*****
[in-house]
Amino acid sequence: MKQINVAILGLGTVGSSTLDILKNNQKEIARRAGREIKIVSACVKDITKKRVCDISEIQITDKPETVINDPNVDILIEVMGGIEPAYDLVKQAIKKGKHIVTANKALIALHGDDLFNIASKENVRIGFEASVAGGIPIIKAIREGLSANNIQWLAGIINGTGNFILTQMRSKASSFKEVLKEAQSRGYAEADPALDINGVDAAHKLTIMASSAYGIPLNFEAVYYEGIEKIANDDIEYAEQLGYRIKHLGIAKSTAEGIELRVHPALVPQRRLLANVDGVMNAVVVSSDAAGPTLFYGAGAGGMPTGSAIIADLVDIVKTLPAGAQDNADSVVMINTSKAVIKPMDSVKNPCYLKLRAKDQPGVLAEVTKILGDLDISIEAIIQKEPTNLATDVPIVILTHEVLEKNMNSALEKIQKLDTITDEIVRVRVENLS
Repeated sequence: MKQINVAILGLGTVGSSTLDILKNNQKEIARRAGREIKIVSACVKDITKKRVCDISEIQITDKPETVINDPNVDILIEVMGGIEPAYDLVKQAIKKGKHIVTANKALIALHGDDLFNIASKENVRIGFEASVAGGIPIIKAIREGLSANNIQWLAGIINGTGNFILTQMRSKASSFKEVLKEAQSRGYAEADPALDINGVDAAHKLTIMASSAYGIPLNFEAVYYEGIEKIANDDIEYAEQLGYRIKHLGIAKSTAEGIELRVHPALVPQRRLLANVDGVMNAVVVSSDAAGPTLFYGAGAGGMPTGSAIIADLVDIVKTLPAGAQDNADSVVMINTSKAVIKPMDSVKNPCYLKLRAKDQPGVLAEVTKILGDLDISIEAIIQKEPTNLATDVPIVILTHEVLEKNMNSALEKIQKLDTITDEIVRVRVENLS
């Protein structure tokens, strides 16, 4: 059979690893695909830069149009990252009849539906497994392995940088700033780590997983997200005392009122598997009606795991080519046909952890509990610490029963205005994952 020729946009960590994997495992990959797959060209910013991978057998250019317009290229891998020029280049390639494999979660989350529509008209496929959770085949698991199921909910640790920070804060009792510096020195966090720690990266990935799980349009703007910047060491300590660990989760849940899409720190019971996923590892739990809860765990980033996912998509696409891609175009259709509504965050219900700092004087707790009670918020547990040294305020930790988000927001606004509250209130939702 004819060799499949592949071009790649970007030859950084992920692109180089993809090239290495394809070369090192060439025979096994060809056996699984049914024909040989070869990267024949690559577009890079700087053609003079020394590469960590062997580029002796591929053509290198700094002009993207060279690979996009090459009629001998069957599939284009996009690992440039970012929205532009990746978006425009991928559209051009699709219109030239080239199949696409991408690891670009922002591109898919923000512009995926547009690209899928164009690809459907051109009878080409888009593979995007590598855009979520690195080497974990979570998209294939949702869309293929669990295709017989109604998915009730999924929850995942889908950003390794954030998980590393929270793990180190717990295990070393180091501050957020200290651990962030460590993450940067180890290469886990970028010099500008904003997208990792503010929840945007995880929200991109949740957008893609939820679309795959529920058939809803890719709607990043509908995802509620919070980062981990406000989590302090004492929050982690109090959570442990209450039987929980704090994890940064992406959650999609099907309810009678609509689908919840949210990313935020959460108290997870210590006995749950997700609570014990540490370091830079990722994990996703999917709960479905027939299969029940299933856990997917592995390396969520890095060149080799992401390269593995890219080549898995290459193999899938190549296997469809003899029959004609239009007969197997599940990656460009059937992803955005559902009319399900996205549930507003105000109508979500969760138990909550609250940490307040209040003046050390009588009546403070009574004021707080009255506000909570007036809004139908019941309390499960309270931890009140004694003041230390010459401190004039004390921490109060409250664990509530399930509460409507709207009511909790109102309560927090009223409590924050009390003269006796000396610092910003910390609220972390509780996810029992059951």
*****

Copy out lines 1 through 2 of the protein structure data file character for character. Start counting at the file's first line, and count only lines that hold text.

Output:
[in-house]
Amino acid sequence: MKQINVAILGLGTVGSSTLDILKNNQKEIARRAGREIKIVSACVKDITKKRVCDISEIQITDKPETVINDPNVDILIEVMGGIEPAYDLVKQAIKKGKHIVTANKALIALHGDDLFNIASKENVRIGFEASVAGGIPIIKAIREGLSANNIQWLAGIINGTGNFILTQMRSKASSFKEVLKEAQSRGYAEADPALDINGVDAAHKLTIMASSAYGIPLNFEAVYYEGIEKIANDDIEYAEQLGYRIKHLGIAKSTAEGIELRVHPALVPQRRLLANVDGVMNAVVVSSDAAGPTLFYGAGAGGMPTGSAIIADLVDIVKTLPAGAQDNADSVVMINTSKAVIKPMDSVKNPCYLKLRAKDQPGVLAEVTKILGDLDISIEAIIQKEPTNLATDVPIVILTHEVLEKNMNSALEKIQKLDTITDEIVRVRVENLS